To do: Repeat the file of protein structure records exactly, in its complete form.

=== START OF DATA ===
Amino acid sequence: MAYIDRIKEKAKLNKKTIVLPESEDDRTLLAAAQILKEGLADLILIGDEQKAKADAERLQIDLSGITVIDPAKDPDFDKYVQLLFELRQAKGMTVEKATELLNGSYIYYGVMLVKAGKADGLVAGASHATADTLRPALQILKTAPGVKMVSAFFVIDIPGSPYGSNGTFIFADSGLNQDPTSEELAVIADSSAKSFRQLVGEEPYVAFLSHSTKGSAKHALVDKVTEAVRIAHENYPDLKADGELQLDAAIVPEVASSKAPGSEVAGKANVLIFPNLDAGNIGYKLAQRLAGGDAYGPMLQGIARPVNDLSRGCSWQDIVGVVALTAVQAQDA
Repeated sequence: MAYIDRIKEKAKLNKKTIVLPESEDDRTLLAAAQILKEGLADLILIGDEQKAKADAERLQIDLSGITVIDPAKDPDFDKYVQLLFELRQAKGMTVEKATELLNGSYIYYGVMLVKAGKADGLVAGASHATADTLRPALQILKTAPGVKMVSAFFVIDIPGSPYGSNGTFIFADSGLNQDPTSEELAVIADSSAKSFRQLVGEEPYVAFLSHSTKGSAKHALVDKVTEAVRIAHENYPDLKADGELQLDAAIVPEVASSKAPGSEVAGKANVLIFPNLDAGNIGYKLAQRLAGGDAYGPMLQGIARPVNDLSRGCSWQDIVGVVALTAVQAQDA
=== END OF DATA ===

Amino acid sequence: MAYIDRIKEKAKLNKKTIVLPESEDDRTLLAAAQILKEGLADLILIGDEQKAKADAERLQIDLSGITVIDPAKDPDFDKYVQLLFELRQAKGMTVEKATELLNGSYIYYGVMLVKAGKADGLVAGASHATADTLRPALQILKTAPGVKMVSAFFVIDIPGSPYGSNGTFIFADSGLNQDPTSEELAVIADSSAKSFRQLVGEEPYVAFLSHSTKGSAKHALVDKVTEAVRIAHENYPDLKADGELQLDAAIVPEVASSKAPGSEVAGKANVLIFPNLDAGNIGYKLAQRLAGGDAYGPMLQGIARPVNDLSRGCSWQDIVGVVALTAVQAQDA
Repeated sequence: MAYIDRIKEKAKLNKKTIVLPESEDDRTLLAAAQILKEGLADLILIGDEQKAKADAERLQIDLSGITVIDPAKDPDFDKYVQLLFELRQAKGMTVEKATELLNGSYIYYGVMLVKAGKADGLVAGASHATADTLRPALQILKTAPGVKMVSAFFVIDIPGSPYGSNGTFIFADSGLNQDPTSEELAVIADSSAKSFRQLVGEEPYVAFLSHSTKGSAKHALVDKVTEAVRIAHENYPDLKADGELQLDAAIVPEVASSKAPGSEVAGKANVLIFPNLDAGNIGYKLAQRLAGGDAYGPMLQGIARPVNDLSRGCSWQDIVGVVALTAVQAQDA